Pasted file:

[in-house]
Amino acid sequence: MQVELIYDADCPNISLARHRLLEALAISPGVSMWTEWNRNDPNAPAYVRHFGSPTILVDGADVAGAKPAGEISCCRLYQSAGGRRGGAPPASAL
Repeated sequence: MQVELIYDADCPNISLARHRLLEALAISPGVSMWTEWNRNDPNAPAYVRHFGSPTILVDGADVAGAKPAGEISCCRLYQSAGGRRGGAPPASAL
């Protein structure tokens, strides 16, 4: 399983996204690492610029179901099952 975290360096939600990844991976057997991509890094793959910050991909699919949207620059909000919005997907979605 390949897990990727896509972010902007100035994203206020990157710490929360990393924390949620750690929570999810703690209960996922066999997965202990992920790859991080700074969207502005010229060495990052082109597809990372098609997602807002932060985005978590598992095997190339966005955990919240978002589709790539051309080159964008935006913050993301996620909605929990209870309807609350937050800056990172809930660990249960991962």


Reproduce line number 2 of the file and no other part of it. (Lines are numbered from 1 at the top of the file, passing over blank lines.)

Amino acid sequence: MQVELIYDADCPNISLARHRLLEALAISPGVSMWTEWNRNDPNAPAYVRHFGSPTILVDGADVAGAKPAGEISCCRLYQSAGGRRGGAPPASAL